grafika ilustracyjnaOn 28 December 2021, geologists from the Polish Geological Institute - NRI set off on another Antarctic expedition. This time, the main objective of the expedition is a glacial analysis aimed at determining the isotopic age of erratics from the sediments of the Polonez and Melville glaciations.

widok na półwysep antarktyczny od strony morza

View of the Antarctic Peninsula from the sea

The Antarctic is an area that includes Antarctica and the surrounding seas and islands. Due to its climate and location, it is still the least known part of the world - also in terms of geology. It is the only continent uninhabited by humans, however many countries, including Poland, have their research stations here. However, due to the fact that this area is considered as a shared heritage of all mankind, it was included in the Antarctic Treaty signed in 1959. It is an agreement that forbids activities with economic benefits and is meant for cooperation between countries to develop science. Poland joined the Antarctic Treaty in 1961 and gained voting rights in 1977.

Thanks to the cooperation of PGI-NRI with the Polish Academy of Sciences and courtesy of the Chilean Antarctic Institute (INACH), the first point of the expedition of our scientists is the Antarctic Peninsula, which is the northernmost part of the continent of Antarctica. After exploring this area, an expedition is planned to the King George Island in the South Shetland archipelago, where the Polish Arctowski Research Station is located off the coast of Admiralty Bay. This provides excellent opportunities to study the sediments of the oldest Antarctic glaciations, which is the most important task for PGI-NRI scientists participating in the expedition.

Badacze z PIG-PIB na Antarktyce

A team of researchers from the Polish Geological Institute - NRI started their research in Antarctica. Photo from left: Jerzy Nawrocki, Agata Kozłowska-Roman, Rafał Małek, Ewelina Krzyżak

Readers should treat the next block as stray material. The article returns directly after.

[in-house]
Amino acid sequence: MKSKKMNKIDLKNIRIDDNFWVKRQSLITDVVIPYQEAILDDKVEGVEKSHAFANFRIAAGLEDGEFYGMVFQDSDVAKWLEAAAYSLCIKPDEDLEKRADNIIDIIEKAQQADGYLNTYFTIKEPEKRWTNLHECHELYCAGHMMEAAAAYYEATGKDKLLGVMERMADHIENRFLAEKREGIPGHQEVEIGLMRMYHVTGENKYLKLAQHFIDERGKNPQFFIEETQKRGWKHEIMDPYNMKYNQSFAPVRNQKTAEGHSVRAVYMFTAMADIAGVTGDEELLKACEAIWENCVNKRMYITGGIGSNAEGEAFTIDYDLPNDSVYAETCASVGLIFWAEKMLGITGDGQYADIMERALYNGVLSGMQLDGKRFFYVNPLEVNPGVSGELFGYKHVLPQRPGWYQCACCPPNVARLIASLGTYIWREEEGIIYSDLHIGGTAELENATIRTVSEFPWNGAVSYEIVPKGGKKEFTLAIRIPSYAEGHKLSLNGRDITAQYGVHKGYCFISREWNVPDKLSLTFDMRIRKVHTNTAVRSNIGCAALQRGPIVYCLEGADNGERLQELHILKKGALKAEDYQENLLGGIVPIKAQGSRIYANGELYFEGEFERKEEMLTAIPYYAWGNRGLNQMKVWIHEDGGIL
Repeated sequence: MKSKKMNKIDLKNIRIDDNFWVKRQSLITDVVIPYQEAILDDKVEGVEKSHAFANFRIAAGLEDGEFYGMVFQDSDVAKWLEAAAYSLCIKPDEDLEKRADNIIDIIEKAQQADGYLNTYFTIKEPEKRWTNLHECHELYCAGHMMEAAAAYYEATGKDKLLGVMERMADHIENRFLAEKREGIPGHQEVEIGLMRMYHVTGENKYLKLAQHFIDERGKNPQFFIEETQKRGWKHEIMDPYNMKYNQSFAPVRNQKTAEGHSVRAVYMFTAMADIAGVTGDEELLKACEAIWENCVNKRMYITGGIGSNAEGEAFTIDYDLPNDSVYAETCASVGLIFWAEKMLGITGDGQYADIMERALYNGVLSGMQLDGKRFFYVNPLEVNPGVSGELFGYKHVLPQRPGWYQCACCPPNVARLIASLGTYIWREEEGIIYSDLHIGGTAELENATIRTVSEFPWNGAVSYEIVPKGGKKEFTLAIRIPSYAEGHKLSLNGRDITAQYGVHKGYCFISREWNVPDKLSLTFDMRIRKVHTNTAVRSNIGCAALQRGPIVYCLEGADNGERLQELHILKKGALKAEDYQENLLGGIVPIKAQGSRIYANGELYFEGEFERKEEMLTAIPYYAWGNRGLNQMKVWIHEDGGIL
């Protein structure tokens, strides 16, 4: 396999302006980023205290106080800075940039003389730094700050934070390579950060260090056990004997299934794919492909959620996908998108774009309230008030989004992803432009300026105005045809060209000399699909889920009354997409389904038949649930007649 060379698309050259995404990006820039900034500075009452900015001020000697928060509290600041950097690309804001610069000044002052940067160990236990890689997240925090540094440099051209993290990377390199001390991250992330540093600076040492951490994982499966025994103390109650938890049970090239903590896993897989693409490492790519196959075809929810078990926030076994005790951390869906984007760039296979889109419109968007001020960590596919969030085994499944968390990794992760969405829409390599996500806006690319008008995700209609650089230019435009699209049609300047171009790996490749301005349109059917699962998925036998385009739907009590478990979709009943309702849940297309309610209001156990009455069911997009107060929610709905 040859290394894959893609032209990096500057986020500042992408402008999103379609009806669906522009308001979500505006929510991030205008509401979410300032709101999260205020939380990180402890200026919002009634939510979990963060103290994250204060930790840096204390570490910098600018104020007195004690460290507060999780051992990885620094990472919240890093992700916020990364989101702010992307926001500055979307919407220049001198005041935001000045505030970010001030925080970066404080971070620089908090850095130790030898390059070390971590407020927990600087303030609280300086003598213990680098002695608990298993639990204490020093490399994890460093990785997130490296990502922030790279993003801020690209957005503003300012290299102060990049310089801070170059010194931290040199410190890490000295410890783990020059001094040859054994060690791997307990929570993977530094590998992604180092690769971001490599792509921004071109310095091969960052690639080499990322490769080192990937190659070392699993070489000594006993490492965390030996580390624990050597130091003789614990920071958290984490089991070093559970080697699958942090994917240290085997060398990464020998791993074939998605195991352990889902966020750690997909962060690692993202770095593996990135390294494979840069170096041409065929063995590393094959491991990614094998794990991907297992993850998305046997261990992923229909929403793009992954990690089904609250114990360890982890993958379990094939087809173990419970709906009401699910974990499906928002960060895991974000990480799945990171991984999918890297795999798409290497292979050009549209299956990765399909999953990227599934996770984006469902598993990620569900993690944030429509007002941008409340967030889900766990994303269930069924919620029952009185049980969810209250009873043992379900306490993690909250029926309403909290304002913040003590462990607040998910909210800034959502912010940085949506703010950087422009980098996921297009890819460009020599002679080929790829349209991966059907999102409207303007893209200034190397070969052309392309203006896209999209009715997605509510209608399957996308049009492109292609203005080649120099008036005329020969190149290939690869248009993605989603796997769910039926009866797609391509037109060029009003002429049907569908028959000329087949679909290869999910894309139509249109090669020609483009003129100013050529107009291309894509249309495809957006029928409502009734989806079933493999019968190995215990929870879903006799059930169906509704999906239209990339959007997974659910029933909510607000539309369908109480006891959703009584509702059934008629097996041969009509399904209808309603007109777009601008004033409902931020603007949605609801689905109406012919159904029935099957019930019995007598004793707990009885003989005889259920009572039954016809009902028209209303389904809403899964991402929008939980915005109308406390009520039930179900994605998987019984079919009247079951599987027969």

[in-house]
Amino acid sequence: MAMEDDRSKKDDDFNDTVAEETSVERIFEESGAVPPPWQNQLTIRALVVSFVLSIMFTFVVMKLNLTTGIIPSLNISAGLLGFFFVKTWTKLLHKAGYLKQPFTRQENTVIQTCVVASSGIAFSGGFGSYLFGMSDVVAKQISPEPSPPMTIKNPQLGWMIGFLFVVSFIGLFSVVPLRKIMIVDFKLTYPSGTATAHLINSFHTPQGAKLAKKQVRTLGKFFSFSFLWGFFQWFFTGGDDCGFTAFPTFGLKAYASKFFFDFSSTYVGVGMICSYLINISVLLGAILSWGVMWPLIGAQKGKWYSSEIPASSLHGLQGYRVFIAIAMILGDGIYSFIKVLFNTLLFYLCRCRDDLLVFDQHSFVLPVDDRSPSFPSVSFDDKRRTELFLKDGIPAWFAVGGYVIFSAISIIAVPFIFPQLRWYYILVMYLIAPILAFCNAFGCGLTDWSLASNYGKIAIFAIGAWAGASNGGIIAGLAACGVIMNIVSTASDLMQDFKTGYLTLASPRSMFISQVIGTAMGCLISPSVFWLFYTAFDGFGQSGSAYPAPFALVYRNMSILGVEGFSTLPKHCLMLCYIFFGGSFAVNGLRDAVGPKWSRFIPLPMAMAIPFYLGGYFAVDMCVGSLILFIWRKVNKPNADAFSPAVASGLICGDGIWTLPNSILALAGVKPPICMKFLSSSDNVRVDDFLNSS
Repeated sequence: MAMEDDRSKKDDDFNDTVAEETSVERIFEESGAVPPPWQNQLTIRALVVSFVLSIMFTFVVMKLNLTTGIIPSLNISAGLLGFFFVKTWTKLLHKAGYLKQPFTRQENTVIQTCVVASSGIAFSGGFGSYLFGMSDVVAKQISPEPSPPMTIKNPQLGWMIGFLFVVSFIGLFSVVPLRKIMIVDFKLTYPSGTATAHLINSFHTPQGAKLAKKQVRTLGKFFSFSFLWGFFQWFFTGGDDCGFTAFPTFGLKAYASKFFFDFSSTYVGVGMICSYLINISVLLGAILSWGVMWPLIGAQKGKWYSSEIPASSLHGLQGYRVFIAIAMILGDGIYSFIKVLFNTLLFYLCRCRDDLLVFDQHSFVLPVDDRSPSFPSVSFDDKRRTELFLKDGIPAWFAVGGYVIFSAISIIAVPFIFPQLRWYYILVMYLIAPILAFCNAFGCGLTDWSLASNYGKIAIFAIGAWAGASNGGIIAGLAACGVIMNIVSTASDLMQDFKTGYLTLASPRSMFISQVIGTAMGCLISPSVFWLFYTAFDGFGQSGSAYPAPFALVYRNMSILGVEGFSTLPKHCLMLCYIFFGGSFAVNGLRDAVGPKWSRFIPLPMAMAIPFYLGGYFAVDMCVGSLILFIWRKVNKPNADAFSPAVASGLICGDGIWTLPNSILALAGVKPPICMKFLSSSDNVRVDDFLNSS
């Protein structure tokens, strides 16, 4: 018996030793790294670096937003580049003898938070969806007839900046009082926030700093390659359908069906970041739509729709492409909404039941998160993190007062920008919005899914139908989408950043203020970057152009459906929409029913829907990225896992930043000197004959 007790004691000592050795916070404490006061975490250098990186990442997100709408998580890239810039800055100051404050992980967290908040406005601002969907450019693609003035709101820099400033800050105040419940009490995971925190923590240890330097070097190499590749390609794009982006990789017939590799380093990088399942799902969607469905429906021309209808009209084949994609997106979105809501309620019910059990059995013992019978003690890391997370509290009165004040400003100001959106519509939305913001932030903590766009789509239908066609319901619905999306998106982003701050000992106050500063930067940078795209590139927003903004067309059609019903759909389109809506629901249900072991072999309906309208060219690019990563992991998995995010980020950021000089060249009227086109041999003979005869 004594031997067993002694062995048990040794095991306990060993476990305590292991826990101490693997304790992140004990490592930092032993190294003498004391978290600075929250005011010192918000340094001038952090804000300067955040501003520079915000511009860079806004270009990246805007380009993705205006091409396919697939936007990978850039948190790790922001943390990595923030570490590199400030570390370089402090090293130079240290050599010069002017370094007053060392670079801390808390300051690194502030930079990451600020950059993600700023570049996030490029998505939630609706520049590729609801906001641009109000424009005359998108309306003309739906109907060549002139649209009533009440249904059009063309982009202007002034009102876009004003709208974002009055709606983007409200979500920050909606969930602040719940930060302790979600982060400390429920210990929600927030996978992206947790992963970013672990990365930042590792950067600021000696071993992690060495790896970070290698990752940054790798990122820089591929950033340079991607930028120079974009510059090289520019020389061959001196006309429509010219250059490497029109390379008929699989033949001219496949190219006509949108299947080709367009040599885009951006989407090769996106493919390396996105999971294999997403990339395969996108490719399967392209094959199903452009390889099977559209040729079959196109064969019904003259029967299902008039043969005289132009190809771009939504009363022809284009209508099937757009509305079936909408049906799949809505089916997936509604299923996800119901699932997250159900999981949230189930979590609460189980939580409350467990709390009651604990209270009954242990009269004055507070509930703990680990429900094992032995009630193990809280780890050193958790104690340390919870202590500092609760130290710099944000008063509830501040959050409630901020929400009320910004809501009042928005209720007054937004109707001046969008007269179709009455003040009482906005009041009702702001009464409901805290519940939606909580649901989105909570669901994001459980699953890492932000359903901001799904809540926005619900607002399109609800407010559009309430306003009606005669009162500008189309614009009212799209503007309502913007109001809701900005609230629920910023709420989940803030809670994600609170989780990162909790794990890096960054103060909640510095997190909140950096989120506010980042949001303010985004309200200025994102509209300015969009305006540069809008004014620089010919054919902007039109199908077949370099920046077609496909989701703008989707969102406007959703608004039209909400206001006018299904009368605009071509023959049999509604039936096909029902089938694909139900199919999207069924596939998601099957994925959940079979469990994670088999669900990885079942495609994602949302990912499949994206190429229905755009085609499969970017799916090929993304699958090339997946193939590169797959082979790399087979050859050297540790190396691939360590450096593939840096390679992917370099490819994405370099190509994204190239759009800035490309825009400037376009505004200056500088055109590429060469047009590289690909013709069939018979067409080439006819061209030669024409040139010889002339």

Before the continent of Antarctica was permanently covered by the modern ice sheet, a series of successive glacial and interglacial periods cyclically altered its landscape and climate. This was mainly the result of the opening of the Drake Strait and a change in ocean circulation at the turn of the Eocene and Oligocene. Remnants of the largest of the past Antarctic glaciations are the sediments of the Oligocene Polonez Cove Formation, which commonly contain pebbles of rocks brought by glaciers from the interior of the continent. Investigations of these erratics will provide a better understanding of the geological structure of a hard-to-reach part of Antarctica and the reconstruction of glacial transport directions.

More enigmatic, and therefore even more interesting, are the sediments of the Cape Melville Formation, which contains deposits of early Miocene Antarctic glaciation - the youngest/last fossil glaciation. So far, similar deposits of this age have not been found anywhere else - they are only available at the eastern end of the hard-to-reach part of the island.

The next points of the expedition are the Melville Peninsula and the vicinity of Lions Rump, located at a considerable distance from the Polish polar station.

Struktury Półwyspu Antarktycznego są efektem wieloetapowej subdukcji płyty oceanicznej z płytą kontynentalną Antarktydy, który objęła również zachodnie wybrzeże kontynentu Południowoamerykańskiego. Proces ten doprowadził do powstania orogenu Andyjskiego o dużej rozciągłości, który w wyniku powstaniu cieśniny Drake’a na przełomie eocenu i oligocenu (ok. 40 mln lat temu) rozbił górotwór na część Antarktyczną i Południowoamerykańską.

The structures of the Antarctic Peninsula are the result of multistage subduction of the Antarctic oceanic plate with the Antarctica continental plate, which also included the west coast of the South American continent. This process led to the formation of the long-distance Andean orogeny, which split the Antarctic and South American mountain ranges as a result of the formation of Drake Strait at the turn of the Eocene and Oligocene (about 40 million years ago).

przykład bomby wulkanicznej i brekcji

Blocks of volcanic breccia and weathered pillow lava (Antarctic Peninsula)

Text: Agata Kozłowska-Roman, Jerzy Nawrocki
Photos: Ewelina Krzyżak, INACH

Translated by Tomasz Trzpil (PGI-NRI)